Pastor and author Carey Nieuwhof recently sat down with Trent on the Cause+Effect podcast to unpack truth from his latest book and important leadership insight around the topic of cynicism. We hope his wisdom helps you lead to your full potential in 2023 and as a result, see more Kingdom impact.
It seems to be a universal truth: Leaders grow more cynical over time, rather than more optimistic.
Whether it’s within the family, professionally at work, or spiritually in your ministry or church, you have influence as a leader. And one thing that’s sure to make you ineffective?
Not only does it affect your ability to lead well, cynicism is a strong indicator towards a potential burnout.
Take the mindset of kids for example. For the most part, children are pretty happy. Mostly because they don’t know better! But over time, as they gain knowledge and experience, they begin to realize that life is not all rainbows and unicorns… and bad things can happen.
In the same way, leaders often start off with an ideal: “I’m taking on the world and nothing can stop me!”
Then perhaps five to ten years later, you come across this same person and he or she seems jaded. Time has led to more knowledge, and more knowledge has led to cynicism.
You might have high hopes for a friendship but eventually it fizzles. Maybe you believe your organization will change the world yet you are still barely surviving financially. Or perhaps you looked at church one way growing up, but now, you work there and you’re seeing it from the other side of the curtain. And it’s not the same.
Whatever it is, the danger comes when your cynicism becomes septic and even erodes your creativity. So what can you do about it?
If you’re feeling weighed down by cynicism today, here are three ways to combat it:
1. Cultivate curiosity.
Ask more questions than you give answers and be interested in other people and other things. This is the opposite of thinking you know it all (which leads to cynicism). We can learn so much from others!
2. See life for what it really is.
Life is hard and you’re going to get hurt. It’s just the truth so don’t be naive to that. Instead, try to keep your heart fully engaged even after a hard disappointment. Live in the tension between understanding that bad things are going to happen while also acknowledging that things might be different next time.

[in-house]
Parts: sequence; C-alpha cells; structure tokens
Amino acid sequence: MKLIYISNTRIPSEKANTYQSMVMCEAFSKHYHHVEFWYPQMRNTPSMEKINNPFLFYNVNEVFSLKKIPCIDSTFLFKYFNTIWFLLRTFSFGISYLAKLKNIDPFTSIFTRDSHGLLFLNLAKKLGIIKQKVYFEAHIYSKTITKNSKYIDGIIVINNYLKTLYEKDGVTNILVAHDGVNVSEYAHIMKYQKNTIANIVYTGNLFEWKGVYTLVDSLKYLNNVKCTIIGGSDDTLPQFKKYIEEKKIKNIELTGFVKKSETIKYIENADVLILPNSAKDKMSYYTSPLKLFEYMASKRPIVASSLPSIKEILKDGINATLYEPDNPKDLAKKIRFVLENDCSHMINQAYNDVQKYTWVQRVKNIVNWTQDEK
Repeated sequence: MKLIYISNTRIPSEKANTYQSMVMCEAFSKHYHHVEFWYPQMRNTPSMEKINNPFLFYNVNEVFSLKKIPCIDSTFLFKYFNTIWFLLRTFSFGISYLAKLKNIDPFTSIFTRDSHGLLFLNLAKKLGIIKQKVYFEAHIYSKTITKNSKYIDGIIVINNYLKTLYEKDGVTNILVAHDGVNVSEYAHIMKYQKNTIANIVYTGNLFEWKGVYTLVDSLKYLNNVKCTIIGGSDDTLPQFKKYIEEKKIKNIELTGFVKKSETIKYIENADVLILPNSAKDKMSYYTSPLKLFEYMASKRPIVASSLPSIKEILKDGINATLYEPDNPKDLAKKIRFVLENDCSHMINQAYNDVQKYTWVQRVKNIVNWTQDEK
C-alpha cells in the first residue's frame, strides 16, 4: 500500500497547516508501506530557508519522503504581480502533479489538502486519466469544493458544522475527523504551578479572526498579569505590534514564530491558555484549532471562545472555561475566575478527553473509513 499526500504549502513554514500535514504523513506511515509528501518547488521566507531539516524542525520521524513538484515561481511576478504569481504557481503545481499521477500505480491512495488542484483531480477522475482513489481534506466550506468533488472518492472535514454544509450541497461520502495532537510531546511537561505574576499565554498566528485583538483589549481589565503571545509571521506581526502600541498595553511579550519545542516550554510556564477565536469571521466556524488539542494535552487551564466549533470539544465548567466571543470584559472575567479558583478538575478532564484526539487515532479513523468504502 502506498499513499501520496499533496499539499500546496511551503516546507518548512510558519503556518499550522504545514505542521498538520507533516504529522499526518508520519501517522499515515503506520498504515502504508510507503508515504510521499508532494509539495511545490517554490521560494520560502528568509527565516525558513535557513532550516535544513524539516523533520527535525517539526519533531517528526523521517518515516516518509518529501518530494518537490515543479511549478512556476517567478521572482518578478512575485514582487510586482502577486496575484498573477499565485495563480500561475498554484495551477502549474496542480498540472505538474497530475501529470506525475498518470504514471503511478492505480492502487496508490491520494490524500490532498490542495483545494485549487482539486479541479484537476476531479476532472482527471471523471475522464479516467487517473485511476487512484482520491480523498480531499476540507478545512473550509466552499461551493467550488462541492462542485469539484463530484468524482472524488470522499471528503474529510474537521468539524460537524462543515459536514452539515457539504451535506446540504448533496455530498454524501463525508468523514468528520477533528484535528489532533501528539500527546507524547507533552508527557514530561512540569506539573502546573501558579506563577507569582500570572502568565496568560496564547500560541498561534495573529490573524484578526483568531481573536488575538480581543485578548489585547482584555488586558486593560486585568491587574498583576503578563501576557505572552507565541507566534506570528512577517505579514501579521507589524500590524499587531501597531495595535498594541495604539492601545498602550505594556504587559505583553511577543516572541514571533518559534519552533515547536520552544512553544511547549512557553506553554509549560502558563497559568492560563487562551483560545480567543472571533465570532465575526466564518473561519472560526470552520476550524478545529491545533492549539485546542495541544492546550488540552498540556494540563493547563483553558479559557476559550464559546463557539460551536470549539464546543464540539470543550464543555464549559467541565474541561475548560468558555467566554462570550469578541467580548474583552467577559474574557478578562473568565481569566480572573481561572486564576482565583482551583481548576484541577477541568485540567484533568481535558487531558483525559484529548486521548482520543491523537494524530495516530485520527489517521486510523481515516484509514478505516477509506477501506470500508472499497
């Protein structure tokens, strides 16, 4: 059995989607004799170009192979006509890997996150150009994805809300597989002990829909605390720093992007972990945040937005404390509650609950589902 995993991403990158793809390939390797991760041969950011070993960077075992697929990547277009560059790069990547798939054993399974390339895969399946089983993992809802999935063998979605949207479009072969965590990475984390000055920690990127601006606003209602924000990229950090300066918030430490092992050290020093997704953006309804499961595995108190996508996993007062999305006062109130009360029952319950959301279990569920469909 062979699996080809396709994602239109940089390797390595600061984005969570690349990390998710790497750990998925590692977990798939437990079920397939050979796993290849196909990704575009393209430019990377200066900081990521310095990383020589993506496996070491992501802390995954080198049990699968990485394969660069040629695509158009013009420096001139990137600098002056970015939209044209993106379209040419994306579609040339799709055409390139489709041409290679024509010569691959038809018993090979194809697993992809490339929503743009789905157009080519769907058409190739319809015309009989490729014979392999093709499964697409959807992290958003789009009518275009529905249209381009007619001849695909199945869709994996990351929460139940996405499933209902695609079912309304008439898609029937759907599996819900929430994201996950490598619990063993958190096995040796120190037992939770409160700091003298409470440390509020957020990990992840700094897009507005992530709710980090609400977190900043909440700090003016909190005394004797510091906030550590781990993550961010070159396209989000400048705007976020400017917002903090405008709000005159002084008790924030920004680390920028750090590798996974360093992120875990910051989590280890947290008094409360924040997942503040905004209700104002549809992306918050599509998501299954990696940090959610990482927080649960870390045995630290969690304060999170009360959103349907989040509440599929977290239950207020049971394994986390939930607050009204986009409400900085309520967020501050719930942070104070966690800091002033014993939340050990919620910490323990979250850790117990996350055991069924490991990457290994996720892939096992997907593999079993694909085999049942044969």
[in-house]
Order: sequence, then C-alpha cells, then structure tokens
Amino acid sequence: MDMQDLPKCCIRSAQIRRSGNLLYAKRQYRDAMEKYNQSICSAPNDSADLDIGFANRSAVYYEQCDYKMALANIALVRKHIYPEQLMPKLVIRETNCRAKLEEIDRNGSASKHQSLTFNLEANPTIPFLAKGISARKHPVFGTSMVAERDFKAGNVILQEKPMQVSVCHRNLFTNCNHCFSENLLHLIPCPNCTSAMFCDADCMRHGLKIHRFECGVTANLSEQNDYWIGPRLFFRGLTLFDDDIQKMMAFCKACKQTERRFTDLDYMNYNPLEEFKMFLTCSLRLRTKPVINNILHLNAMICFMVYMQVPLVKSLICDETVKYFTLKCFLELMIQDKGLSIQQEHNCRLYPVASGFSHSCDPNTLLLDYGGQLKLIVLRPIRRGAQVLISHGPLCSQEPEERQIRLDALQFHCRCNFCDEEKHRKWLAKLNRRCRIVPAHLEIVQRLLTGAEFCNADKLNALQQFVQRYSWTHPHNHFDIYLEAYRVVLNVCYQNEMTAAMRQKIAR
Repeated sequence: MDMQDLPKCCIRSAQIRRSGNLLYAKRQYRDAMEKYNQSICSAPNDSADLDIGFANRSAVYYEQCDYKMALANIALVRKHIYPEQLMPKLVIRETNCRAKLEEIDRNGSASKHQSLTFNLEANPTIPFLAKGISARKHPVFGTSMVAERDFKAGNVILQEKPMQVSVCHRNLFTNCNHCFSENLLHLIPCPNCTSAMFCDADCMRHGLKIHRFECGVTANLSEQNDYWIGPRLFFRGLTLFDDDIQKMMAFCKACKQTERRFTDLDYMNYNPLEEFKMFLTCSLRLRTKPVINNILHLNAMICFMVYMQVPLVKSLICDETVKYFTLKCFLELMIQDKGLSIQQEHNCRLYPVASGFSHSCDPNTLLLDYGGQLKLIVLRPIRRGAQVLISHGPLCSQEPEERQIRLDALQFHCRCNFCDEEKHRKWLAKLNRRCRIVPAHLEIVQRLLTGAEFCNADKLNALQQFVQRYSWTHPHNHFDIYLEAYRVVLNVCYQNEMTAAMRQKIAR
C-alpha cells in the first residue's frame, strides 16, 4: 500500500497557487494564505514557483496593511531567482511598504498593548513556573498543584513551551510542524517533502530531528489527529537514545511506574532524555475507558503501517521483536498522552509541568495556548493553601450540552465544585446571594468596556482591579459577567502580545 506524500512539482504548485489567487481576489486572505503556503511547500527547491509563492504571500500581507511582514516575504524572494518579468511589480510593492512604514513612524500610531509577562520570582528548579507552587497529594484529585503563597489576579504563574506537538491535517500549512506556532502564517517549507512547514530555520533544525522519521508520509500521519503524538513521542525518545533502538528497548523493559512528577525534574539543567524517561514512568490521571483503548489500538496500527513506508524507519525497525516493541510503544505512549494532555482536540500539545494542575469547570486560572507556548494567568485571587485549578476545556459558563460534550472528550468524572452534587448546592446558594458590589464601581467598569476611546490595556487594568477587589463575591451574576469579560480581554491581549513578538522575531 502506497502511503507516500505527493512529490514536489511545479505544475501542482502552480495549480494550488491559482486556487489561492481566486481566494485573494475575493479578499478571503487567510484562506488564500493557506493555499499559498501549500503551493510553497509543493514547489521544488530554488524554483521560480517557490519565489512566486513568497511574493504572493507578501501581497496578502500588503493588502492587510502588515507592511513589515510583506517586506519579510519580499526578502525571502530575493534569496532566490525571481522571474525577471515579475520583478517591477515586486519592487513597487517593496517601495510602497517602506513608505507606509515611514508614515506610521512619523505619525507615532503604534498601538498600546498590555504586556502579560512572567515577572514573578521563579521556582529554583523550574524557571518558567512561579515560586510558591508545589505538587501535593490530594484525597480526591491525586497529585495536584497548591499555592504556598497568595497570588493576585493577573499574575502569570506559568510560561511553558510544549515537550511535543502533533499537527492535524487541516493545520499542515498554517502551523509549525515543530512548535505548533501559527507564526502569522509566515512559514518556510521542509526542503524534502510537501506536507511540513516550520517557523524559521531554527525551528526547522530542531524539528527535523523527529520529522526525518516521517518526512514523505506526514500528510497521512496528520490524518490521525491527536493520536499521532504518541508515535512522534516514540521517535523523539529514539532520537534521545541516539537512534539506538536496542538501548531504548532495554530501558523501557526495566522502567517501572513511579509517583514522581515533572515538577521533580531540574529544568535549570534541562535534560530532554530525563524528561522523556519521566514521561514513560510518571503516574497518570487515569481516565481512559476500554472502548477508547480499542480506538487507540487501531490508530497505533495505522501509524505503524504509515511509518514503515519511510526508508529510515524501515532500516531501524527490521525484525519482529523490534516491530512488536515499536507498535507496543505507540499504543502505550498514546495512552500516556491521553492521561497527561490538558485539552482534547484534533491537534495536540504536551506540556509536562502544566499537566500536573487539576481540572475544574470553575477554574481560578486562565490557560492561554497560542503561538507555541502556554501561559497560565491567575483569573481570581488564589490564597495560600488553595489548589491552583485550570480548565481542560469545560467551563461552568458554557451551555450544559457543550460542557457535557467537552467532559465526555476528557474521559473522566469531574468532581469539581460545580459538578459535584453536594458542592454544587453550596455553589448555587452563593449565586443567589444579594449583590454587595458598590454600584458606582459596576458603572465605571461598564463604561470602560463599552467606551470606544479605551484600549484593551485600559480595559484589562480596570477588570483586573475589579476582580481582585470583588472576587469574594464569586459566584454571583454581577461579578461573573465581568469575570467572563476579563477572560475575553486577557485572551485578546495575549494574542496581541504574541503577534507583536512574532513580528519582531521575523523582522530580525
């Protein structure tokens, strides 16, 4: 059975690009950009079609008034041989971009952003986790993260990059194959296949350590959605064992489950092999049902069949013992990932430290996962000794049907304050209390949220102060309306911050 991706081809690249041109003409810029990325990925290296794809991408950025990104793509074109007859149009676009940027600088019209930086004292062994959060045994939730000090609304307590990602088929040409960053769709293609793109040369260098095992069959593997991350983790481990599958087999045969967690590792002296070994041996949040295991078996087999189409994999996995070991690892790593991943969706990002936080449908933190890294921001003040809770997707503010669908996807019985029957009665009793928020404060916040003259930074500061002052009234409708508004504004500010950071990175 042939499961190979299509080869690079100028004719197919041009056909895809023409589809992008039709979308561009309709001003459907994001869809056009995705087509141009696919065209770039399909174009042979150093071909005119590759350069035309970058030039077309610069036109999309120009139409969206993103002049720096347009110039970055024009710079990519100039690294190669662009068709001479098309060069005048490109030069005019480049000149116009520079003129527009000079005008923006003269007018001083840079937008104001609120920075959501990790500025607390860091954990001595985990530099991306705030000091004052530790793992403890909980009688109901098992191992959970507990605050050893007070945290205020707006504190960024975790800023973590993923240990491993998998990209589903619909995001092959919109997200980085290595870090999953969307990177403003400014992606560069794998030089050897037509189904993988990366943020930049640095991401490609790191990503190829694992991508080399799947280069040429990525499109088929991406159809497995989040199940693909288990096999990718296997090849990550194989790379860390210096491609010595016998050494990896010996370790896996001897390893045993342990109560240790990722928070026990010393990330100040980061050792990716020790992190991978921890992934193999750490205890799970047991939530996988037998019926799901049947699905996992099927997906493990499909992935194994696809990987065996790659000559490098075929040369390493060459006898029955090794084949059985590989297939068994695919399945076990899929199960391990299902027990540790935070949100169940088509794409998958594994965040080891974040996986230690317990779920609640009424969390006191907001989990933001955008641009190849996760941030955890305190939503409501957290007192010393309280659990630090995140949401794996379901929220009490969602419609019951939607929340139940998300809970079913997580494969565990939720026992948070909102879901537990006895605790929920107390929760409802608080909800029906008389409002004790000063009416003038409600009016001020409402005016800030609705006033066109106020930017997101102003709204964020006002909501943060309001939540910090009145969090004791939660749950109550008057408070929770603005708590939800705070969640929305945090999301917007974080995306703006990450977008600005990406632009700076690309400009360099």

3. Take some breaks.
Weariness and cynicism are frequent companions. Feeling overworked or burned out often results in not believing the best in people. Get eight hours of sleep each night, exercise, and maintain margins in your life. Just like a plant, if you’re left out in the sun too long, you’re going to wither. You need water and nurturing.
Don’t allow your ministry or work to take over your entire life. Find hobbies that allow you to take a ‘two-hour vacation’ at least twice a week. It might look like cooking a brisket, driving a boat or hitting golf balls on the range. It may be reading a book by the fire or a walk in the woods. Whatever it is for you, find the thing that disconnects you from your problems, helps you reset, and refills your tank in a very short time. Then put that one thing on your schedule more than once a week. When you do, you give God margin to speak into your life in fresh ways.
Here’s the good news: Cynicism is not a fatal condition. Let’s remind ourselves today that we believe in a Savior who brings life from dead things and a God who has a plan for the world.
And instead of going with the flow and drifting toward cynicism, let’s be more hopeful and optimistic at 80 than we were at 50. Let’s believe the best and not the worst about others. Let’s choose trust and generosity.
Isn’t that what the world needs? We have enough cynics.
For more leadership insight around the dangers of cynicism and to hear the full conversation, be sure to listen to the Cause+Effect podcast, I Didn’t See It Coming.